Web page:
The storm has moved on. Even though the waves are still a little rough, the sun has returned to burn off the chill. To celebrate, we’re having a picnic on the beach up by the break where Steve nearly killed himself the other day. I guess Steve, Riley, and Daniel are flying to Hawaii next week to begin the new movie so this is a kind of parting family get-together plus one.
I’ve been given a bikini, my first. It’s incredibly distracting. I can’t have a conversation with anyone without wondering if they’re looking at my newly-exposed skin, the junk foodie tummy, the breasts. I don’t really know how to qualify breasts. I mean, how do I know if they’re the good kind or not? It’s like being in a Twilight Zone of adolescence asking all these questions I’ve never thought about until now. Brandon never had anything to say about my body, let alone my breasts. He might have touched them once on accident.
Even on the beach, Daniel wears pants and long sleeves. He sits with me like he did at the photo shoot, casual, as though there’s no ten-foot cinderblock wall built between us. Occasionally he shares whatever he’s eating, chips, Poppy’s frosted animal crackers. He doesn’t say much but I don’t know if that’s him or because Mrs. Helston says enough for everyone. She sits on my other side keeping up lively descriptions of her water-related accidents while we watch Steve and Riley out in the surf with Poppy.
“She’s a natural,” says Mrs. Helston, “Just like Daniel, except Daniel was up on a board as soon as he could walk.” She smiles with reminiscence that has a bitter twinge to it. I wonder if she feels all that talent has been wasted. She reminds me Daniel’s original plan was acting on the side as a way to fund surfing. Steve was the actor. Probably she had wanted to keep Daniel closer, in her world rather than Hollywood. It’s weird for me to realize anyone could be disappointed with Daniel, especially his mother. Just sitting next to him, my skin buzzes and flares to red alert anytime he leans or reaches toward me.
I scan the beach for the third or fourth time in an hour. I turn and cover the beach access and dunes behind us. There are very few people out, enough that I can tell almost immediately if anyone is out of place. Did Brandon break into my condo or did he have someone local do it? I ask knowing there isn’t going to be an answer until I see him walking down the beach searching for me. I have to remind myself no one can possibly know I’m with the Helstons. Even reporters don’t know where the Helston’s are right now. One minute I feel safe. The next I fall back into worry. They’ll be busy setting up the next trial. They don’t have time to worry about me. And yet, I have no way of being certain, no assured safety.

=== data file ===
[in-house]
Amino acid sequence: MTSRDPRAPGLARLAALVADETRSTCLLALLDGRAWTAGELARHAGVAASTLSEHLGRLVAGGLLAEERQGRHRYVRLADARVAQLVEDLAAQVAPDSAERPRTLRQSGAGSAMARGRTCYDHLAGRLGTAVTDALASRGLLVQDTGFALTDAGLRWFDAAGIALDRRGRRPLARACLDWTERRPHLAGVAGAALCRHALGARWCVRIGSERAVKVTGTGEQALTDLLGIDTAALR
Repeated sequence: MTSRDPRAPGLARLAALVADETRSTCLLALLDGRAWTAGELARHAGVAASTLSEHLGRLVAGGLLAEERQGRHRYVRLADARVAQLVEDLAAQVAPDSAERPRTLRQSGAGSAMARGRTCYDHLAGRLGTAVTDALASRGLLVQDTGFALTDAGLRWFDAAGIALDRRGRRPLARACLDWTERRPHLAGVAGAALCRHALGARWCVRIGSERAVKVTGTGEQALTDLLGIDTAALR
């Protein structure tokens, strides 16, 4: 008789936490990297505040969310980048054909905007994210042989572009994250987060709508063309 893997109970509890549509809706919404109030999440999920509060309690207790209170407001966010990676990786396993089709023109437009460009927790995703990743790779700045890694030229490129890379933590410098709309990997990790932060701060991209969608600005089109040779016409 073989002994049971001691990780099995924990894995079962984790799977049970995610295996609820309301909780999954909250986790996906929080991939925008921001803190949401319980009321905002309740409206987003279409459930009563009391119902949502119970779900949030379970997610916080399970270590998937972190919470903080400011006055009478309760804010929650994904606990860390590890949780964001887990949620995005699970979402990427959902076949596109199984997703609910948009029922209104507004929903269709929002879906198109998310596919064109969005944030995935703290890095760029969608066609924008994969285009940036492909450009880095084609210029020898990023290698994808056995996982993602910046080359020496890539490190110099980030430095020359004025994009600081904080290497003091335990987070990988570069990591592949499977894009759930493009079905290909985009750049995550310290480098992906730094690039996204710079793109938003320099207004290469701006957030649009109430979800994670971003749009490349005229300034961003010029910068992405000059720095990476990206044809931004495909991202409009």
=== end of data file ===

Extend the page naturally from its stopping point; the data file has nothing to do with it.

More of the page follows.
Poppy rides a wave into the beach on her belly, rolling onto the sand, laughing. She wants Mrs. Helston’s opinion on her riding. Does she have good technique? Did she see the hang ten? Her parents are slower to arrive. As they come out of the white water, Riley leading, Steve following, trying to catch up, it’s apparent they’re having a fight.
“Would you just stop and look at me?” Steve’s grabs Riley wetsuit sleeve and forcibly turns her. “It isn’t going to go away.”
“Fuck off.” She jerks away, stomping into our picnic circle with water droplets flying.
Poppy’s smile fades. She knows what they’re arguing about. She sits beside Daniel balancing her food on his knee. “Can I live at your house when school starts?” she whispers.
“Here we all are,” says Mrs. Helston. “Jim would laugh at us. A picnic in October, but you can’t beat this weather.”
Daniel draws Steve’s eyes across our circle. Their silent communication is brief and to the point, an old argument. Daniel hands Poppy her sandwich. “Go sit with your mom, okay? I need to stretch out.” Even with this excuse, she’s disappointed. She kicks up sand as she moves.
“I want to live with Daniel. He likes me.” She pouts.
“Dan’s got too many problems to entertain you all year,” says Steve.
“He doesn’t have problems.”
“He does. He’s afraid of surfing.”
Poppy adamantly shakes her head. “Is not. Uncle Dan’s a great surfer.”
Again, Steve sends silent messages with his eyes while he talks. “If you got into trouble out there he wouldn’t even come get you.”
This kernel of doubt is enough to trouble the girl. Crestfallen she looks to Daniel for an answer.
“Steven, you should eat another sandwich,” says Mrs. Helston. She glances between her sons as uncertainly as Poppy.
“Fear can be a good thing,” says Daniel. “People who aren’t afraid…sometimes they make very stupid decisions. They don’t have any respect.”
Steve stands as though to cut Daniel off before he says anything else. “How about a ride out, runaway nurse? I’ll show you how it’s done.”